" SpiritofSaltSpring:BC:Canada:GulfIslands:SaltSpring:Salt Spring:

May 31, 2009

The Poultry Capers

Dear Diary,

Today I went to a "Poultry Swap". Well, it was sort of a swap except I don't exactly, or even specifically, have any chickens or roosters or runner ducks or crazy white fluffy chickens that sound like roosters to swap. But, you know, I'd really like one.

Did you know that chicken eggs are either white or blue and that the brown ones are only brown because they're coated in something when they come out? I missed that part - the part about what it was exactly that they're coated in. I don't think she said "shit". 'They're coated in "shit", that's why they're brown.' Nope. She didn't say that.

But, unfortunately, I was feeling kind of hot-tired-lazy today so I really didn't ask that many questions. It's not as if I was writing a story. I wasn't working so to be honest after I made a few feeble attempts to learn something, and after I threw out a few seeds of conversational corn so to speak, I discovered that poulty people aren't really all that chatty. At least not today.

And, now, as life would have it, I'm having chicken for dinner because, well, hey, it was unfrozen and the Best Before Date was May 25th so what choice do I have? Yet another good reason to become a vegetarian.

I ended up at this rather unlikely place (like going to a children's birthday party without a kid) because I didn't really have any plans today.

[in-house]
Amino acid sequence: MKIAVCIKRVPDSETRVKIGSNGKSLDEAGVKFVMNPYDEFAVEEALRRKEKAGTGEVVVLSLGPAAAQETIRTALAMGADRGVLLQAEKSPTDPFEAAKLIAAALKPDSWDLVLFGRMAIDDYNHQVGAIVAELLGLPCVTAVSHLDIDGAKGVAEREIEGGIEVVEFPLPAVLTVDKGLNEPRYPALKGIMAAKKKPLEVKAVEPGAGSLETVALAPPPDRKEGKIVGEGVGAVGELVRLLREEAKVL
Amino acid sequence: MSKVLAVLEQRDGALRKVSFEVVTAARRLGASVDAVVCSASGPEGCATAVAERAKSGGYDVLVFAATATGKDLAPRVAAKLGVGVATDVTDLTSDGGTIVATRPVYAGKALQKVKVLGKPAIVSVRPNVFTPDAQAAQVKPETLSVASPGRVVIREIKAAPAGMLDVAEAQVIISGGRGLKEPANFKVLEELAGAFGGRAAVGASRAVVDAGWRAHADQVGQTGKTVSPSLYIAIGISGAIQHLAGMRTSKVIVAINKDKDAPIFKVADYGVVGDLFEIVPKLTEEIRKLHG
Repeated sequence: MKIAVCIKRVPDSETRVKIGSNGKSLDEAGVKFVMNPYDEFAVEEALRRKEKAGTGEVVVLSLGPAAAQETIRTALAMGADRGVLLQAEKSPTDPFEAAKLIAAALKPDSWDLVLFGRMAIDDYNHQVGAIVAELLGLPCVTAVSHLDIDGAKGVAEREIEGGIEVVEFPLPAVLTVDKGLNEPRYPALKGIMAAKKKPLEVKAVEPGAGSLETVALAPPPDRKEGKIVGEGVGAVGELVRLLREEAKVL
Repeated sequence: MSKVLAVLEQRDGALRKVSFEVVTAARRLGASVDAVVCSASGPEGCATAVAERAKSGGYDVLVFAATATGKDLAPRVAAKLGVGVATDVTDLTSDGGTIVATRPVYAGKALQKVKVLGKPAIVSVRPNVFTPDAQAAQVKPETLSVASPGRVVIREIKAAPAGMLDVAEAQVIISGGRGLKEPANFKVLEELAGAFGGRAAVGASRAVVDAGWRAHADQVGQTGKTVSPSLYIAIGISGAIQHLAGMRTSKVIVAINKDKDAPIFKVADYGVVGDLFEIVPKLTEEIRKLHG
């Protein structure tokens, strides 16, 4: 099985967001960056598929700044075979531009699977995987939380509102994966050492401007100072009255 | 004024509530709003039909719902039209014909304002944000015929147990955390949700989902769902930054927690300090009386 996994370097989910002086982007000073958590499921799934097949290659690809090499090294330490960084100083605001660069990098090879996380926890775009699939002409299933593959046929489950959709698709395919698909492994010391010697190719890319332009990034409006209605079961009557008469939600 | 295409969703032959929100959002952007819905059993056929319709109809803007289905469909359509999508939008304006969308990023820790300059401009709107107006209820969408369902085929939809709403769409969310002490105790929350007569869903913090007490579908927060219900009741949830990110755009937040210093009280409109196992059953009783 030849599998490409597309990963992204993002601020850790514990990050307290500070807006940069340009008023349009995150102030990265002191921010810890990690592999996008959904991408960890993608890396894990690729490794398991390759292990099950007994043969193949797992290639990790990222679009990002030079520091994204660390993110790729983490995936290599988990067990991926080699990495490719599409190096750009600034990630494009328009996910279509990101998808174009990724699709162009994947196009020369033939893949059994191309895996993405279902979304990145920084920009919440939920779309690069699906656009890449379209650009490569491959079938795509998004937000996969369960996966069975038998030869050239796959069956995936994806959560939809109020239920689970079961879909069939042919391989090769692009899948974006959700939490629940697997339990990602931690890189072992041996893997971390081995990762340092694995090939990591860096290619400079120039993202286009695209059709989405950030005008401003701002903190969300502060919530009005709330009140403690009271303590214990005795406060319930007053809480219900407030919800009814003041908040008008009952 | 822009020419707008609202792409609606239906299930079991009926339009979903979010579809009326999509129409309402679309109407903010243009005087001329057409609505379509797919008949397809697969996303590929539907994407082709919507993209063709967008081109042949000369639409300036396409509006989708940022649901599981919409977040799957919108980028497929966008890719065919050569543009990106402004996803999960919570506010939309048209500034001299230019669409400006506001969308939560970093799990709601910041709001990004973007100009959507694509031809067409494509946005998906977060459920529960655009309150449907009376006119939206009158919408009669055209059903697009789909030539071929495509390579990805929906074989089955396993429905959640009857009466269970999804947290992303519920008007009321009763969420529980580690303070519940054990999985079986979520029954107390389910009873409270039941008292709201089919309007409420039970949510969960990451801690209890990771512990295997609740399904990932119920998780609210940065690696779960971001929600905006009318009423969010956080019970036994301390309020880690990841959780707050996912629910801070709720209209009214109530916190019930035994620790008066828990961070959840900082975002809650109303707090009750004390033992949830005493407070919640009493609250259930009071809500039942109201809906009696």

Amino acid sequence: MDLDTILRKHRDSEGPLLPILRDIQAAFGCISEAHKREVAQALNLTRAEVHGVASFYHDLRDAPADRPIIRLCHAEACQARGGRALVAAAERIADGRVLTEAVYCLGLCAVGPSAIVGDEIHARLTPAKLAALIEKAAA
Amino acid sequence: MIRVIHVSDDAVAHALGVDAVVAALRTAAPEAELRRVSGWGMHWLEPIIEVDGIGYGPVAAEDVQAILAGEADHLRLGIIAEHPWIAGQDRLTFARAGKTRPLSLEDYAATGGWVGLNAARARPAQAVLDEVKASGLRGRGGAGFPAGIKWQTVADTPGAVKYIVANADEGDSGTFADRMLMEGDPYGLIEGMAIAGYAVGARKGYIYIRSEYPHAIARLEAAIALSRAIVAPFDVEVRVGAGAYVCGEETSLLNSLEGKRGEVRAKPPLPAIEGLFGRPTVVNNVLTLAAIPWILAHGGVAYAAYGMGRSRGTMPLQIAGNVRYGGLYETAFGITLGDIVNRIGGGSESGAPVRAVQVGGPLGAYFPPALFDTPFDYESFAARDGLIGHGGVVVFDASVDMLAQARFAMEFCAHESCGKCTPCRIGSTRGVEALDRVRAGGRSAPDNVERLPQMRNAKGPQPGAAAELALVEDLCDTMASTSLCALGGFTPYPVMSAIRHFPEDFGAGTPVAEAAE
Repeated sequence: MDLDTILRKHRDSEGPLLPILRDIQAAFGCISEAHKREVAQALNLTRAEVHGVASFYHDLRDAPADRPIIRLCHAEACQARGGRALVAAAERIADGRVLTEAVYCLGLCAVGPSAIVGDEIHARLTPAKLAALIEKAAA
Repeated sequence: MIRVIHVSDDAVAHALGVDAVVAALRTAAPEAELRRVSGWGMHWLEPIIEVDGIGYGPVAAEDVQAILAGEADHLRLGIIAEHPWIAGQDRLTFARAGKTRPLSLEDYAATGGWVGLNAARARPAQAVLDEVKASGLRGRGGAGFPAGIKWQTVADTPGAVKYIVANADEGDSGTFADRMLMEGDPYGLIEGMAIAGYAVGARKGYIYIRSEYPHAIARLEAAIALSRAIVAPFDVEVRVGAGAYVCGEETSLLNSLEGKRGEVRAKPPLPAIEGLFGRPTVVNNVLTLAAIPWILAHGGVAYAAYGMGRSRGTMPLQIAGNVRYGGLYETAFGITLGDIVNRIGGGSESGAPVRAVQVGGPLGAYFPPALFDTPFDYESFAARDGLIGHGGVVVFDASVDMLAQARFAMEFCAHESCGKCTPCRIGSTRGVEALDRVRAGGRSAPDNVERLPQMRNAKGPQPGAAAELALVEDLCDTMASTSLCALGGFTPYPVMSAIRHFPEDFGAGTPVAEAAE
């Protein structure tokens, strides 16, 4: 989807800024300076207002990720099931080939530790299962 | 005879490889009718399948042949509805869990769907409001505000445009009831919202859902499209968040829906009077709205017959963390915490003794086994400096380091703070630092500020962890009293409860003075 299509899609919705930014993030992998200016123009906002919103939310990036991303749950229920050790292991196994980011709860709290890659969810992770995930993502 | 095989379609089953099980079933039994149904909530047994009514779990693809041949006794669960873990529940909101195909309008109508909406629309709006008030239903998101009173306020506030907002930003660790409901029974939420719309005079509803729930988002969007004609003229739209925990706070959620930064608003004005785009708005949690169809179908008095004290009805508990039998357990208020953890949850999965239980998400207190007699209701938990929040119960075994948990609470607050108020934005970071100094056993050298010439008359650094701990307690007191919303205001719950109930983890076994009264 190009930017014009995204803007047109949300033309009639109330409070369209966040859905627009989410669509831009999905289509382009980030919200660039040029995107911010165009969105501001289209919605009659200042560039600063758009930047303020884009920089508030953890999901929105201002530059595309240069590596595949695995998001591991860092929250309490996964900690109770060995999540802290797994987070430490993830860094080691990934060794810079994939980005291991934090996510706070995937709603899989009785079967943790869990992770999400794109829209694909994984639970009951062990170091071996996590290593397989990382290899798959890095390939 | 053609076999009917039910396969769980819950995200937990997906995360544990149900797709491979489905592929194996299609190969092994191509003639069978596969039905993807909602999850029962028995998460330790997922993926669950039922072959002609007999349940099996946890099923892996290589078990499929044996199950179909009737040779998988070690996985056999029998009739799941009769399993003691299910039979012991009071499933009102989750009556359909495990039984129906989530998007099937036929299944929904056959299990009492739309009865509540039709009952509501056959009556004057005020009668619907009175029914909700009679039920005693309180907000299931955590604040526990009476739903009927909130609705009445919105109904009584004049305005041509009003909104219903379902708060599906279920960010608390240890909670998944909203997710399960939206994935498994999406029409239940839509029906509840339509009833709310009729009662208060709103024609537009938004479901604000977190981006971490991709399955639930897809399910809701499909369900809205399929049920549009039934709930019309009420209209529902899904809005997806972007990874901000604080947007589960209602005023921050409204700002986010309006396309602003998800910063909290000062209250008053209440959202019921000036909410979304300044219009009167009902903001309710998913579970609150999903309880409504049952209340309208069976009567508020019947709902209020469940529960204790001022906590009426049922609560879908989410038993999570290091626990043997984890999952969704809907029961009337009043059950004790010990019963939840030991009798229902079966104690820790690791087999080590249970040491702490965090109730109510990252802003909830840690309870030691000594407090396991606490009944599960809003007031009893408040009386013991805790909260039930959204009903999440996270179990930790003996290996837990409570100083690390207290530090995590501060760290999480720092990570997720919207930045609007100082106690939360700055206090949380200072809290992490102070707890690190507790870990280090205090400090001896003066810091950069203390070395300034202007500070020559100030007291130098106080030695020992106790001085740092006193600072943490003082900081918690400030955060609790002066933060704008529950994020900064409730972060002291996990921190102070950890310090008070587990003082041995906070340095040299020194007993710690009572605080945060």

It was taking place at The Farmer's Institute. I don't know why they call it that: Farmer's Institute. It's such a lofty title. Was that some Salt Springer's warped sense of humour?

I mean as soon as you hear the word - Institute - you expect to see a bunch of guys with tweed jackets over their overalls carrying a chicken under one arm, a text book under the other as they head off to milk a cow, and give a lecture to a bunch of First Year farmers or something. Institute? It's just a collection of buildings and stuff where the Fall Fair takes place unless I'm missing something.

I was wandering from sets of poultry on display in the back of one pick-up truck to the next and I kept having these weird flashbacks to Robson Street in Vancouver where I used to live.

On this same type of Sunday, when I might have had no plans or just felt the need to be with my own thoughts, I'd sometimes take a walk up Robson.

And, today, standing out behind the pick-ups at the Farmer's Institute my warped little brain kept providing me with somewhat comical juxtapositions between the storefronts on Robson Street and the poultry in cages, on display, awaiting eager buyers. Don't ask me why?

And, as I was standing there I thought to myself, I fit here, behind the pickup trucks staring at the chickens more than I fit on Robson Street. Sure, I might not own a chicken (and it did take every bit of will power not to bring home a Runner Duck) but I really enjoyed looking at that poultry more than I typically enjoyed looking in those Robson storefronts or walking with the flocks who meander like baby ducklings down Vancouver's well-known street.

I mean, heck, gee, shucks, I even provided entertainment to some old farmer when I asked him what kind of egg was sitting all by itself in the back of his truck in the middle of a basket. Ostrich? Osprey?

He picked it up and said, "Plastic. It's a plastic egg. See the line in the middle?" he said to me, the complete moron who was saved by the fact that I can laugh at myself and he laughed at me and with me as I was laughing at myself. Idiot!!!!

But, after all that, I have to admit that my favorite chicken (or I guess it's a rooster?) was the little white ceramic one sitting in the back of his truck, in a little brown basket on the old fashioned oilcloth.

For me, that little ceramic hen, chicken, rooster or whatever the heck it is, is a throwback from a simpler time when kitchens had ceramic chickens and egg cups got used.

That little piece of man-made poultry just shrieks out "Welcome to the Country" louder than a cockadoodledoo at the crack of dawn.

No comments: